Cardamom is a tropical plant native to the southern parts of India in an area called the Cardamom Hills. It is in the ginger family and produces aromatic pods filled with reddish-brown seeds that are a primary ingredient in curry. Cardamom will only flower and fruit in tropical locations, so growing the plant in the United States will require a heated greenhouse, or it can be grown in subtropical locations as a foliage plant. The plant rises from rhizomes and produces pointed lance-shaped leaves in a low mounding habit. The flowers are attractive clusters 2 feet long in white or yellow with lilac or pink interior markings.
- Skill level:
- Moderately Challenging
Things you need
- Cardamom rhizome
- 1/2 gallon pot
- Potting soil
- Peat moss
- Plant mister
- House plant food
Plant the rhizome in a pot filled with 2 parts each of potting soil and peat and 1 part of manure. The peat will provide a high acid level which cardamom needs, and the manure will begin to gently provide nutrients when the plant sprouts. Plant the rhizome 2 to 3 inches deep and brush the soil mixture over it and press down.
Water the pot until the water runs out of the drainage holes and it is evenly moist. Place it in the greenhouse or in a warm bathroom that gets a lot of shower use. The temperature needs to be a minimum of 21.7 degrees Celsius and humidity very high.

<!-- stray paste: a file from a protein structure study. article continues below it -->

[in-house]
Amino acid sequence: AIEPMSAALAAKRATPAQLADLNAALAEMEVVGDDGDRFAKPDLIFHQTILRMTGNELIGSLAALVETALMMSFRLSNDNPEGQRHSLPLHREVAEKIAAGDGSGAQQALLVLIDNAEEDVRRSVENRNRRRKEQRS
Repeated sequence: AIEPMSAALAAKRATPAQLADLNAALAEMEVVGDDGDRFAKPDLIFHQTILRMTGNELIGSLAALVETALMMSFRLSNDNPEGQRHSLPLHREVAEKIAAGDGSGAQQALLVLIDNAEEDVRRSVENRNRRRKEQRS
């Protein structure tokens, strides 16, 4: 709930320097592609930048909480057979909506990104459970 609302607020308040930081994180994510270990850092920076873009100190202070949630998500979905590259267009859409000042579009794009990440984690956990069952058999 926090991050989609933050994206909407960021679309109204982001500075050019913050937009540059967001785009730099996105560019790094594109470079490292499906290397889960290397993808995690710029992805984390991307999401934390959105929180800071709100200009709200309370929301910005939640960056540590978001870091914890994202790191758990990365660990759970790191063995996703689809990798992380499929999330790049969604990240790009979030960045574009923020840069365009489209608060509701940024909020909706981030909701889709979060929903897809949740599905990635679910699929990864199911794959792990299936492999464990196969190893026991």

Place the pot on a saucer that has a layer of pebbles at the bottom. Fill it with 1 inch of water. The evaporation of the water will moisten the air around the plant. You should also mist the plant daily to moisten the leaves. Water the pot at least once a week and never let it dry entirely out. Stick a finger in to the second knuckle to ensure that the soil is damp.
Provide shade once the rhizome sprouts. You may have to move it to a sheltered part of the greenhouse or tack up a sheet over the window to give indirect light. Make sure you choose a permanent location for the plant as it doesn't like to be moved.
Fertilise the cardamom plant three times during the growing season. In mid-spring apply a household plant food diluted in the irrigation water. Dissolve 1 tsp of granular food per gallon of water. Divide the fertiliser application evenly over the growing season with the last one in early August.
- 20 of the funniest online reviews ever
- 14 Biggest lies people tell in online dating sites
- Hilarious things Google thinks you're trying to search for